Higher winter pool not included in latest water plan
Published 6:36 pm Monday, December 19, 2016
By Jennifer Shrader
LaGrange and Troup County did not get all they wanted for Christmas in the latest – and presumed final – draft of the water control plan, released last week.
The plan, which has been in the works for more than four years, mandates how the Chattahoochee River basin is operated, including West Point Lake. Local lake watchers had hoped the plan – last revised in 1989 – would include a change raising the lake’s winter pool to 632 feet above mean sea level. The current level the U.S. Army Corps of Engineers draws the lake down to in winter is 628 feet.
The corps manages the lake, as well as others in the basin, and is responsible for updating the water control manuals in the midst of the decades-long Water Wars between Georgia, Florida and Alabama.
The rule curve change was locals’ biggest request.
“While we are disappointed that a change to the winter pool rule curve was not included in the water control manual, we remain steadfast in our commitment to the issue and will not give up,” said Page Estes, president of the The LaGrange-Troup County Chamber of Commerce. The chamber sponsors the West Point Lake Advisory Committee, which helps advocate for the lake.
The chamber is coordinating a joint response with the mayors of Hogansville (Bill Stankiewicz), West Point (Steve Trammell) and LaGrange (Jim Thornton) and County Commission Chairman Patrick Crews during the open comment period to the USACE. In addition, a joint letter will be issued to Gov. Nathan Deal urging him to continue to support the recommendations of the ACF Stakeholders and state EPD’s Georgia Contemplation during his negotiations with Alabama and Florida, both of which include the rule curve change.
Stakeholders from all three states involved in the water wars have been meeting for the last several years and came up with a compromise plan for water resources that Troup County Engineer James Emery called a “landmark” in negotiations. The stakeholders hope it would be included in the corps’ plan. It wasn’t. Georgia’s Environmental Protection Division has come up with a plan West Point Lake watchers support – called the Georgia contemplation – the state hoped would be included in the corps’ plan. It was not.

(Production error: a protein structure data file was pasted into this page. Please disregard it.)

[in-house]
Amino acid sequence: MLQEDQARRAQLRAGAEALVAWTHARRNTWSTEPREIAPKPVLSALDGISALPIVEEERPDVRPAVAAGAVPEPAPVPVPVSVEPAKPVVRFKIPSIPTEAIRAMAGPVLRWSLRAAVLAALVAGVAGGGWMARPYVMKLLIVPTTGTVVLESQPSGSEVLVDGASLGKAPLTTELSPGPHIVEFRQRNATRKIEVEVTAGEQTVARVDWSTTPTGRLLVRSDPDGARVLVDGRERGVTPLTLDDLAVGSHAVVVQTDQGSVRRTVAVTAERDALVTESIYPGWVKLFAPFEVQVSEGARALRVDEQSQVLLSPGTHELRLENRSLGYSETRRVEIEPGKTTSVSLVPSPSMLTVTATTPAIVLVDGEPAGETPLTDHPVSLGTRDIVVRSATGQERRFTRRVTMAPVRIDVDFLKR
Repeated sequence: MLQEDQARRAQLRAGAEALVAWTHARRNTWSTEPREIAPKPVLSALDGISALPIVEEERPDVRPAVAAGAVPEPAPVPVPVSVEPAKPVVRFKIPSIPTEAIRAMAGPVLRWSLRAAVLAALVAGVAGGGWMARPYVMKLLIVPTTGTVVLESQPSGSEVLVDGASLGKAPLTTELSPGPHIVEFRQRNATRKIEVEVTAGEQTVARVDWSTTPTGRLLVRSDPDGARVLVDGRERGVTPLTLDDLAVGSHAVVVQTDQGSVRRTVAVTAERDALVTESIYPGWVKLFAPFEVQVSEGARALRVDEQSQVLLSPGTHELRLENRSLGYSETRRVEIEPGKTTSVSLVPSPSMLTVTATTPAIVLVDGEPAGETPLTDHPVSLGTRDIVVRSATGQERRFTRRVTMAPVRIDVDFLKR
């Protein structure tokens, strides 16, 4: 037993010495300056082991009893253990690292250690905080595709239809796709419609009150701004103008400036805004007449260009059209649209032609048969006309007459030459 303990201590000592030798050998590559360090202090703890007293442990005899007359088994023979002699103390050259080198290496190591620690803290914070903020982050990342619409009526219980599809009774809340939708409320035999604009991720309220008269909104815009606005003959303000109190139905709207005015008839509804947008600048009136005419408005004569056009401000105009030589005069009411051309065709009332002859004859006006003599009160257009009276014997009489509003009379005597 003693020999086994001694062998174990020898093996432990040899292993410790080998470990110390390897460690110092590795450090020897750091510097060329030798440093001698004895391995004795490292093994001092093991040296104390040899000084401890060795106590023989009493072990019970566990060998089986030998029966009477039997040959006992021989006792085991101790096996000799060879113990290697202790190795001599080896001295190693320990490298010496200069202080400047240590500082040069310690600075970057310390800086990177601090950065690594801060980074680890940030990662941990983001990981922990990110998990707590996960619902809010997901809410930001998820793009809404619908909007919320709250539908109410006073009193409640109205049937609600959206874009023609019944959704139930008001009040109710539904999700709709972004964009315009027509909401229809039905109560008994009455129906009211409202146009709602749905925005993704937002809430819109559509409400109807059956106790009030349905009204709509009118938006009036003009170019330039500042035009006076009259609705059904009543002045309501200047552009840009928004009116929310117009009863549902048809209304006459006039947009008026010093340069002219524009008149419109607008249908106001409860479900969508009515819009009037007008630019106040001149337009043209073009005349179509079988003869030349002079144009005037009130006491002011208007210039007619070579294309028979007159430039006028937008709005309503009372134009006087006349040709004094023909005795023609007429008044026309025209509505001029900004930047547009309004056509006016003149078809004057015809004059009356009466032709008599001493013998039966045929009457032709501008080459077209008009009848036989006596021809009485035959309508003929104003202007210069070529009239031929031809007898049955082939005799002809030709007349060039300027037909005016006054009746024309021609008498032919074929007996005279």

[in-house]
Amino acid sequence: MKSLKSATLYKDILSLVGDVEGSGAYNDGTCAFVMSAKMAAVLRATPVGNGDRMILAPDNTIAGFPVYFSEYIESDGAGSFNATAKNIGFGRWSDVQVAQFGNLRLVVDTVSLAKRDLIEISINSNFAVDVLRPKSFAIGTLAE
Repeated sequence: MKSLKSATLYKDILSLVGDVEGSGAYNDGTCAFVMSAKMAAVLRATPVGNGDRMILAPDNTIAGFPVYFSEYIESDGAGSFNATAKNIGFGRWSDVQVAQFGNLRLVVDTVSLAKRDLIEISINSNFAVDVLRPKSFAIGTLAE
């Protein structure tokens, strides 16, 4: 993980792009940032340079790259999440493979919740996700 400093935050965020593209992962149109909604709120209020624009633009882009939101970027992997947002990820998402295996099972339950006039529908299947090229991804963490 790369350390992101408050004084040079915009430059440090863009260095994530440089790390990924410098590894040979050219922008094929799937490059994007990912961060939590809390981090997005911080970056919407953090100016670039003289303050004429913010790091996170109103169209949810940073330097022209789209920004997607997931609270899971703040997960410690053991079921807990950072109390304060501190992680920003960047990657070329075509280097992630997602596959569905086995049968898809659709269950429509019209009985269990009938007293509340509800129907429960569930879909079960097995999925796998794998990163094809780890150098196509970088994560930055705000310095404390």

In the meantime, the governors of all three states have been meeting privately to try and resolve the water issues and the supreme court could rule on the water issue as soon as the end of this month after hearing arguments via a special judge in Maine. Emery said if the governors or the Supreme Court issued a statement, the corps could be forced to listen.
“Congress has said the three governors need to work this out,” he said.
Meanwhile, the clock ticks on the public comment period. Local lake supporters have until Jan. 14 to provide the last comments on the water control plan before it takes effect.
“A court ruling is expected by mid-January, and the governors could certainly reach an agreement prior to the date,” said Estes. “That’s why we must make sure the interests of our community and West Point Lake are kept in consideration.”
Troup County Engineer James Emery said he wasn’t surprised the corps didn’t include the change in its final draft, even though lake watchers have been asking to raise the winter pool since water control plan talks began.
“The corps has said it’s not in their scope (to change the winter pool),” he said. “We believe it is.”
The corps actually raised the winter pool in 1989 with the last update from 625 to 628 feet.
The corps said it can’t raise winter pool without the information from the environmental modeling, which was funded by the stakeholder groups at a cost of $1.5 million. It’s now tied up in a lawsuit between Georgia and Florida, however, and can’t be released.
“We believe the corps could do its own modeling,” Emery said. “:They could come up with this data themselves.”
With the release of the water control plan, a potential ruling by the Supreme Court and negotiations with the governors likely coming to a close, it doesn’t necessarily mean the end of the water wars.
“I’m convinced it’ll never be over,” Emery said. “There’s always going to be people advocating for a better standing. There’s always going to be people wanting higher lake levels or people wanting more than they’re getting.”
To review the plan or contact the corps with a comment, visit: http://www.sam.usace.army.mil/Missions/Planning-Environmental/ACF-Master-Water-Control-Manual-Update/ACF-Document-Library/